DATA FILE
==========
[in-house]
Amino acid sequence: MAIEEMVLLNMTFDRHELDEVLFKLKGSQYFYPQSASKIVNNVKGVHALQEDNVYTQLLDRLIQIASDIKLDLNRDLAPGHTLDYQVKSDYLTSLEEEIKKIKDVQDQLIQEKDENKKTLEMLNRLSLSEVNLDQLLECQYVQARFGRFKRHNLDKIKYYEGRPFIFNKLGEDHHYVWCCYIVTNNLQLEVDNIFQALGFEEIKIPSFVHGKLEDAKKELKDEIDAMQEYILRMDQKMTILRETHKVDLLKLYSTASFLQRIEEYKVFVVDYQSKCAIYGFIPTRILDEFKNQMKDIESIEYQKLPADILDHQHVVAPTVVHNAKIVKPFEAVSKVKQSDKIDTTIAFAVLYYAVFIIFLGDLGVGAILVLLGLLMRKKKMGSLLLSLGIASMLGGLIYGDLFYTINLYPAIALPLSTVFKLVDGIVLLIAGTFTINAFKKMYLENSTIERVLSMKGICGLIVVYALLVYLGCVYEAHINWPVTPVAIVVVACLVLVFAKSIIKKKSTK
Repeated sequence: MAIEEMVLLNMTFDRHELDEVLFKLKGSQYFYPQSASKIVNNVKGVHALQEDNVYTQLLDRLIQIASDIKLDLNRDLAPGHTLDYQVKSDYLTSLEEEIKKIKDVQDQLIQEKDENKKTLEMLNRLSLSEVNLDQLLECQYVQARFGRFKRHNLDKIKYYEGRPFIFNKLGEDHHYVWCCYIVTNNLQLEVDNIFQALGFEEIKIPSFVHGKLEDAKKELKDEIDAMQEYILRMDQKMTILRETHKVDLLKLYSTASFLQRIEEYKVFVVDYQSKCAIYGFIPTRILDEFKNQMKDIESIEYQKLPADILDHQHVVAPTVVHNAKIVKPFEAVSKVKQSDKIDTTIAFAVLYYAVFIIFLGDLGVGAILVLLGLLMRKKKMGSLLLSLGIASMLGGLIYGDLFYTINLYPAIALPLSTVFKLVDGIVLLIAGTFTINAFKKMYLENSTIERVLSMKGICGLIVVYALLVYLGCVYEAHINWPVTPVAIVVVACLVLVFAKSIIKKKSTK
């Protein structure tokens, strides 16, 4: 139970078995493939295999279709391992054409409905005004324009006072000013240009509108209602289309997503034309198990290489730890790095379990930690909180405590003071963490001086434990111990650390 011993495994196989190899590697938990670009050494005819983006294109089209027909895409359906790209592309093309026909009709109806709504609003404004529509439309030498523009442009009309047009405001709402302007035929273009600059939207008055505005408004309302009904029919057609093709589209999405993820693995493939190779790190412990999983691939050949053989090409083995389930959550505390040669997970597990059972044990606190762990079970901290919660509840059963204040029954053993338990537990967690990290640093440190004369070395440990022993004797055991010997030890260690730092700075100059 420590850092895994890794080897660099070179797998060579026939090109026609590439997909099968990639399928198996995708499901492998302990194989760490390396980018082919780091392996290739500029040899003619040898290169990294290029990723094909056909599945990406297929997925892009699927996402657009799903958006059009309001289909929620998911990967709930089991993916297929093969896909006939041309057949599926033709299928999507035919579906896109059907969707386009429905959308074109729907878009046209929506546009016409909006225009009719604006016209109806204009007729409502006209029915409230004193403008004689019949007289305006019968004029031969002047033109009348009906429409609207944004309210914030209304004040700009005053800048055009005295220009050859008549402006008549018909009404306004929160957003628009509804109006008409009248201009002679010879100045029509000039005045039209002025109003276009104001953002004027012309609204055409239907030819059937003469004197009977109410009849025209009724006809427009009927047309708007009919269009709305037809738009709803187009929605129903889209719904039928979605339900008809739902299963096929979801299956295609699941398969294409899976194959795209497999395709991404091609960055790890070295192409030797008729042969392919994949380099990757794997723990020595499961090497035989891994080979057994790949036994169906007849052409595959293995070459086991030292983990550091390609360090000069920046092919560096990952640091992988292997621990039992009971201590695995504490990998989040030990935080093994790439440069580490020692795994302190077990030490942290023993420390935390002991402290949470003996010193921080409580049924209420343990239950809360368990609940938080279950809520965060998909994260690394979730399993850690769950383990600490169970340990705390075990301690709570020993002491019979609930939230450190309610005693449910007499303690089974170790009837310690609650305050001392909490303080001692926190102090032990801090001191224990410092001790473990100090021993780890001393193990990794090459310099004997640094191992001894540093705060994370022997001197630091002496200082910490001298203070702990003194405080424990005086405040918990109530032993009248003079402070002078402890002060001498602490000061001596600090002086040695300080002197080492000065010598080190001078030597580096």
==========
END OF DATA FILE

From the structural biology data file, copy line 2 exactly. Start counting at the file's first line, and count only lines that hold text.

Amino acid sequence: MAIEEMVLLNMTFDRHELDEVLFKLKGSQYFYPQSASKIVNNVKGVHALQEDNVYTQLLDRLIQIASDIKLDLNRDLAPGHTLDYQVKSDYLTSLEEEIKKIKDVQDQLIQEKDENKKTLEMLNRLSLSEVNLDQLLECQYVQARFGRFKRHNLDKIKYYEGRPFIFNKLGEDHHYVWCCYIVTNNLQLEVDNIFQALGFEEIKIPSFVHGKLEDAKKELKDEIDAMQEYILRMDQKMTILRETHKVDLLKLYSTASFLQRIEEYKVFVVDYQSKCAIYGFIPTRILDEFKNQMKDIESIEYQKLPADILDHQHVVAPTVVHNAKIVKPFEAVSKVKQSDKIDTTIAFAVLYYAVFIIFLGDLGVGAILVLLGLLMRKKKMGSLLLSLGIASMLGGLIYGDLFYTINLYPAIALPLSTVFKLVDGIVLLIAGTFTINAFKKMYLENSTIERVLSMKGICGLIVVYALLVYLGCVYEAHINWPVTPVAIVVVACLVLVFAKSIIKKKSTK